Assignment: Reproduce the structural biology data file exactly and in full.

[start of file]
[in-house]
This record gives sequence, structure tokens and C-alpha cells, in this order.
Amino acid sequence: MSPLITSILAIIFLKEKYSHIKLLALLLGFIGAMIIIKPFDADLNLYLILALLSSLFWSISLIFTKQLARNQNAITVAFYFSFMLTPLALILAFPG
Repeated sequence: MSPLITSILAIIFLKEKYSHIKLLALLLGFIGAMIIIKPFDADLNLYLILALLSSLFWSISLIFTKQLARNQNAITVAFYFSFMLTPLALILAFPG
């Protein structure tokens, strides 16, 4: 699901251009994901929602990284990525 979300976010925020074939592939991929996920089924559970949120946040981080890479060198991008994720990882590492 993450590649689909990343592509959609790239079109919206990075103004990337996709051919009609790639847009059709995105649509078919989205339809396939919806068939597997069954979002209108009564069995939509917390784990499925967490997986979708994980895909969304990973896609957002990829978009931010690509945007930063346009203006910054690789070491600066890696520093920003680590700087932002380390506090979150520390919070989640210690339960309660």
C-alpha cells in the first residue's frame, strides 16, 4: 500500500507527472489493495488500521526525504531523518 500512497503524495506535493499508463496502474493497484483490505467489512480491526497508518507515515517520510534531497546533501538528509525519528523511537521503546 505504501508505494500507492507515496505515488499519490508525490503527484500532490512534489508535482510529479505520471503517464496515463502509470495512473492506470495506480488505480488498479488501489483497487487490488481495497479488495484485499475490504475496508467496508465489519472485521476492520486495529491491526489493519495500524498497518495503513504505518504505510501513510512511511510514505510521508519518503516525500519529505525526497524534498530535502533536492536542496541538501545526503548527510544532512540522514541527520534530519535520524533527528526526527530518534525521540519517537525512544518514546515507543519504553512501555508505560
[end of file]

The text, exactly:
[in-house]
This record gives sequence, structure tokens and C-alpha cells, in this order.
Amino acid sequence: MSPLITSILAIIFLKEKYSHIKLLALLLGFIGAMIIIKPFDADLNLYLILALLSSLFWSISLIFTKQLARNQNAITVAFYFSFMLTPLALILAFPG
Repeated sequence: MSPLITSILAIIFLKEKYSHIKLLALLLGFIGAMIIIKPFDADLNLYLILALLSSLFWSISLIFTKQLARNQNAITVAFYFSFMLTPLALILAFPG
């Protein structure tokens, strides 16, 4: 699901251009994901929602990284990525 979300976010925020074939592939991929996920089924559970949120946040981080890479060198991008994720990882590492 993450590649689909990343592509959609790239079109919206990075103004990337996709051919009609790639847009059709995105649509078919989205339809396939919806068939597997069954979002209108009564069995939509917390784990499925967490997986979708994980895909969304990973896609957002990829978009931010690509945007930063346009203006910054690789070491600066890696520093920003680590700087932002380390506090979150520390919070989640210690339960309660």
C-alpha cells in the first residue's frame, strides 16, 4: 500500500507527472489493495488500521526525504531523518 500512497503524495506535493499508463496502474493497484483490505467489512480491526497508518507515515517520510534531497546533501538528509525519528523511537521503546 505504501508505494500507492507515496505515488499519490508525490503527484500532490512534489508535482510529479505520471503517464496515463502509470495512473492506470495506480488505480488498479488501489483497487487490488481495497479488495484485499475490504475496508467496508465489519472485521476492520486495529491491526489493519495500524498497518495503513504505518504505510501513510512511511510514505510521508519518503516525500519529505525526497524534498530535502533536492536542496541538501545526503548527510544532512540522514541527520534530519535520524533527528526526527530518534525521540519517537525512544518514546515507543519504553512501555508505560